Issa Rae Headlines National Express’ Company School LIVE 2022 In New York City. Fear of a recession and the rising cost of living has small business owners considering how they may make shifts earlier rather than later.
For the tenth anniversary of the program American Express, a steadfast patron of small-scale enterprises, is returning to the fabled Business Class LIVE conference. On the 20th of July, the event took over an entire day. Held at the Javits Center in New York, The event was open to all, and participation in person or on the web was completely free. The free event was designed to encourage and assist small-scale business owners and leaders from every walk of life with solid connections and expert knowledge. It is a great way to see the excitement and energy of interactive panels and workshops featuring experts in managing cash flow and strategies for marketing, contracting options, and wellness at work for small-business owners from across the nation.
Its Business Class LIVE event series provides you with business owners, enables you to get advice from experts in the field and entrepreneurs, and gives you the edge you need to tackle the future with confidence. Check out some clips from previous sessions below, and check back for updates on our next event.
A stellar lineup of panelists and speakers, women and minority-owned business leaders, and small-business owners. They included:
- Rae, the producer, actress, and entrepreneur spoke about her business ventures (Hilltop Cafe + Kitchen Sienna Naturals, and Radio) and her upcoming television and film projects as she addressed the elements of authenticity in a panel discussion.
- Jay Shetty, best-selling author, life coach, author, popular podcaster, and author, moderated a conversation about perseverance and harmony.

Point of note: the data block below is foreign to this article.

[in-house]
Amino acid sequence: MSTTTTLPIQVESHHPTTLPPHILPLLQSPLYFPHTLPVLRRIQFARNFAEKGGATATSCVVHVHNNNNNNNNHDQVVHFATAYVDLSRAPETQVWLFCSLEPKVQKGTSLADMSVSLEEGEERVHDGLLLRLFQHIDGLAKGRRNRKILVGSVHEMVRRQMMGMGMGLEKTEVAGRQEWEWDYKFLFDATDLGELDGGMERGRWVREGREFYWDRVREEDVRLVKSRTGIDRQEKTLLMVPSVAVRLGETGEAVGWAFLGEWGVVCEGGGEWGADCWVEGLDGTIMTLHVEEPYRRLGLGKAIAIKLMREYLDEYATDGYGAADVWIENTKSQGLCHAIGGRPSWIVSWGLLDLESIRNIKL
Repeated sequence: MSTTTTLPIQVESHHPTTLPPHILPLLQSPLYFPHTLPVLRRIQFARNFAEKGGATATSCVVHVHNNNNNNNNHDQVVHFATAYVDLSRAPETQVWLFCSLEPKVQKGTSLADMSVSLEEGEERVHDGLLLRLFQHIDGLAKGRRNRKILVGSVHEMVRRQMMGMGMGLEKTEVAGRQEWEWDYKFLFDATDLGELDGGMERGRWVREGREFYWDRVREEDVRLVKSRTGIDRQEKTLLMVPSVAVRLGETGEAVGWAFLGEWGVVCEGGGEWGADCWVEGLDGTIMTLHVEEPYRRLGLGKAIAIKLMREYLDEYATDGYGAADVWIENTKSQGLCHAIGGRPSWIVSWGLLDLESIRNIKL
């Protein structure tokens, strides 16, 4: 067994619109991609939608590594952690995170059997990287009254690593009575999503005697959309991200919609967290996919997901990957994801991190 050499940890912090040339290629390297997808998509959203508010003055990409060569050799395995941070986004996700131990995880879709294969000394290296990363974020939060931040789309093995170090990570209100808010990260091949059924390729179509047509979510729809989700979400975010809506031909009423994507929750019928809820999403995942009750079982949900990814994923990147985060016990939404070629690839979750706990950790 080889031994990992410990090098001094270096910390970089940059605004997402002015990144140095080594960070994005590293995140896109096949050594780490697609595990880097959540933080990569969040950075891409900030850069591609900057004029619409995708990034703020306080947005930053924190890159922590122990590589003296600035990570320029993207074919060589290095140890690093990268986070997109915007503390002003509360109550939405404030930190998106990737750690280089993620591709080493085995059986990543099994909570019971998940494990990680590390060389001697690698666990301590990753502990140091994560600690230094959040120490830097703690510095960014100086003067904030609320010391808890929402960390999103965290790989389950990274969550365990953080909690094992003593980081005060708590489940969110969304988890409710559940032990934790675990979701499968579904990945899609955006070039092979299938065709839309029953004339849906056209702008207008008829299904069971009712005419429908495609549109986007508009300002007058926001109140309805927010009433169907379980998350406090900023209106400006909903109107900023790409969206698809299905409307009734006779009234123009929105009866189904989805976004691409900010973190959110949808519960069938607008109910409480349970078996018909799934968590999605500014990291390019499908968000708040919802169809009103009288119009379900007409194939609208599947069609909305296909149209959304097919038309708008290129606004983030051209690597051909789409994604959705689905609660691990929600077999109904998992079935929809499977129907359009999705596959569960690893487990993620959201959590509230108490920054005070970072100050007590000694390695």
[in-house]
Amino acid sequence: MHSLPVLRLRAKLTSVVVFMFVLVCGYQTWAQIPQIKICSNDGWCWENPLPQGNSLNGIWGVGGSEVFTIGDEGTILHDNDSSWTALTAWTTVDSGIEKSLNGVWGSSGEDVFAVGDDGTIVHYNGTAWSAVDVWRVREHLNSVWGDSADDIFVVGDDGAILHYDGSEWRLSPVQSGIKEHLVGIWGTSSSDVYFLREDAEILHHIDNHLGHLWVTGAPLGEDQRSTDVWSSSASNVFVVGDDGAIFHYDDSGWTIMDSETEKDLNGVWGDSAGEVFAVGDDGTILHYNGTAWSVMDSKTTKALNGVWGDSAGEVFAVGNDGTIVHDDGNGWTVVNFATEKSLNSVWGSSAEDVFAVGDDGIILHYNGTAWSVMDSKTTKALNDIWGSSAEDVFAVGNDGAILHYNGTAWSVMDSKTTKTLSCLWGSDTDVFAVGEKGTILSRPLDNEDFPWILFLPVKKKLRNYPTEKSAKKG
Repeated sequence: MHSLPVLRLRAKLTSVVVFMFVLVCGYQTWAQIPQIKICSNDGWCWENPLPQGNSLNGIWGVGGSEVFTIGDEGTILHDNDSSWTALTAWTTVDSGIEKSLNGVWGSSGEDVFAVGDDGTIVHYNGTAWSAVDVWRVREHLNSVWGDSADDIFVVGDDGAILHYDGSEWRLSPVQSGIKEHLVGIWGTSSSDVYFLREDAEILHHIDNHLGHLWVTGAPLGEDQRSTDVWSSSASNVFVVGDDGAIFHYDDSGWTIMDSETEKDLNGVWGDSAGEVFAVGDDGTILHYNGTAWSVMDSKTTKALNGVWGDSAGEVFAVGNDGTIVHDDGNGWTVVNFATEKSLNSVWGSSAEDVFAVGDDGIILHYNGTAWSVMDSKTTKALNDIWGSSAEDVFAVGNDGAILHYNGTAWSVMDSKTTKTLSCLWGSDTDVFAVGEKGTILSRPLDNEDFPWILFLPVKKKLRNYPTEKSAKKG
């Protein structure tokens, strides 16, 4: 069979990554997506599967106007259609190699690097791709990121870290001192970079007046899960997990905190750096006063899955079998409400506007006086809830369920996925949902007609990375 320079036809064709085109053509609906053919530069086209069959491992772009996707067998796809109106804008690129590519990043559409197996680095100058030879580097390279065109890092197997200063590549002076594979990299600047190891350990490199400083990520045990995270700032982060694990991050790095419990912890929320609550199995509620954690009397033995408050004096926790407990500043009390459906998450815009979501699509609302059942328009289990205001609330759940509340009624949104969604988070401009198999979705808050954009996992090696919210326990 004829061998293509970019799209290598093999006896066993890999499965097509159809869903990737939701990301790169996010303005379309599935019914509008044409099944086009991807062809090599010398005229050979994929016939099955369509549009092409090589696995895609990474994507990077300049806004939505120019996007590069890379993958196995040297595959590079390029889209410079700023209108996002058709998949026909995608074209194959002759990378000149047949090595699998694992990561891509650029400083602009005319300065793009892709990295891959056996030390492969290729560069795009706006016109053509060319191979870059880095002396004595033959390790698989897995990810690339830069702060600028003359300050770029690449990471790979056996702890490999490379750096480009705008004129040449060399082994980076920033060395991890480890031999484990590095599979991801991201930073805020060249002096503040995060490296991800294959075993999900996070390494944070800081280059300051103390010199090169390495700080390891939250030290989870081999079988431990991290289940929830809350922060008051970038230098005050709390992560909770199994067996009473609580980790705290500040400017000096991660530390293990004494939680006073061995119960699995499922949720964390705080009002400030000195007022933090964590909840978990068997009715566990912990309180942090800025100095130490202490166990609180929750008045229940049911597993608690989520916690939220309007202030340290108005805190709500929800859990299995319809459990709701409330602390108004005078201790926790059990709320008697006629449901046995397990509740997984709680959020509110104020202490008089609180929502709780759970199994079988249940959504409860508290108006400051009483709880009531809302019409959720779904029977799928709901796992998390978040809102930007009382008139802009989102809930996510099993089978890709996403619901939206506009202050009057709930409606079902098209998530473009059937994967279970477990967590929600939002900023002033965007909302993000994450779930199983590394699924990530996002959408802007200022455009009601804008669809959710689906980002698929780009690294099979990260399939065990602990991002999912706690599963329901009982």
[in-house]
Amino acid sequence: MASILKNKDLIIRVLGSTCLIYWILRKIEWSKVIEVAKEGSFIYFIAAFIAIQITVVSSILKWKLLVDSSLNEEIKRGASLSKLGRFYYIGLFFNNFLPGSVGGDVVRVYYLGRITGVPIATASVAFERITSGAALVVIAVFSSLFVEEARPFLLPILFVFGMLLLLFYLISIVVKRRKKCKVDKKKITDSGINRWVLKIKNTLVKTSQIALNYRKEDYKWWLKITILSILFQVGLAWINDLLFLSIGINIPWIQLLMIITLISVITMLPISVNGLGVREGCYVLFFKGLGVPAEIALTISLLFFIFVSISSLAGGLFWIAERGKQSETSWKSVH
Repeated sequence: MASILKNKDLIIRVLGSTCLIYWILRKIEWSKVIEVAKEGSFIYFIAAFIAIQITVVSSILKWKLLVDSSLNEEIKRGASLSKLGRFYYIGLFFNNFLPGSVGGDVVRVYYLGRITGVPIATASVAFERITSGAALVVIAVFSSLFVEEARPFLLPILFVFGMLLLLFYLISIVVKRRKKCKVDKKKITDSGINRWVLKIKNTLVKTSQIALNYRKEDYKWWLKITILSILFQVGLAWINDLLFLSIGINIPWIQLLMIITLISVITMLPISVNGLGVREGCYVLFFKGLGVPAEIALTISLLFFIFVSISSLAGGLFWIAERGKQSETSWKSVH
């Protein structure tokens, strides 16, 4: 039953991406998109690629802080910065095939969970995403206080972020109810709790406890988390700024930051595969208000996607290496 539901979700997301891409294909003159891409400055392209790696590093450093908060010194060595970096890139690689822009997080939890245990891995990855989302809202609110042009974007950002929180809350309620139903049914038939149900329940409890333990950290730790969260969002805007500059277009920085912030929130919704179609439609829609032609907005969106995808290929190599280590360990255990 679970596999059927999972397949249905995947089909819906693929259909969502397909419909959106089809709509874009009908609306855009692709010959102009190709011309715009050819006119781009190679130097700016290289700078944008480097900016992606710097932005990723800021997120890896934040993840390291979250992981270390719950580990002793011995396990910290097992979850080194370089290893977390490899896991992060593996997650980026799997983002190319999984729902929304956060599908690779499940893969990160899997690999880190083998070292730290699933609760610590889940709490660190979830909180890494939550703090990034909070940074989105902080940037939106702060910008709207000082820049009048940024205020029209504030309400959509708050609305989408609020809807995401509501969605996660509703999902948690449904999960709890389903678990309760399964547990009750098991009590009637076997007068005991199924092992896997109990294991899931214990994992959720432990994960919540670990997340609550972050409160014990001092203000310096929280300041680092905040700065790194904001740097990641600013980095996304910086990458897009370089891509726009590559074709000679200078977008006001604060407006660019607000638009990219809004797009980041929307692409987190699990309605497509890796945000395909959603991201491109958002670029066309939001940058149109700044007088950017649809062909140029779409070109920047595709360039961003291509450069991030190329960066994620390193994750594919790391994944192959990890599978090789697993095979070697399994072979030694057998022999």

- Maria Duenas Jacobs, the creator of Super Smalls and a former director of accessories at ELLE, was a participant in an open discussion about becoming a self-made boss as well as managing the aspects of running a business, with strategies for marketing as well as human resources and scheduling time-outs that you deserve.
- Lo Bosworth, former reality TV star, the director and founder of Love Wellness, and the author of Love Yourself Well participated in a panel discussion about the integration of work and family.
- Nicole Parker of the ELOCEN Group, a provider of project and program management services for the built environment aimed at improving the quality of life for our residents, was a participant on a panel regarding the diversity of suppliers.
The Culture could talk about the conference with Clayton Ruebensaal, executive vice president of global B2B marketing at American Express, about what the panel included, and the famous Insecure creator and actress Rae.
Ruebensaal talked about how the company is dedicated to supporting small businesses and can discuss the status of small-sized businesses, particularly regarding supply chain issues. The availability of jobs and the potential of recession.
As per Ruebensaal, Amex aims to help companies grow their business. “To tackle the biggest challenges small entrepreneurs face, we developed Business Class. We realized that when the pandemic hit, it was imperative to up our efforts as small-sized businesses were confronted with previously unexplored issues and lacked details. That convention, free to attend, is an exciting international effort that redefines what business education means by providing small-business owners with opportunities and resources that align with their daily lives. The goal is to increase access to crucial information.”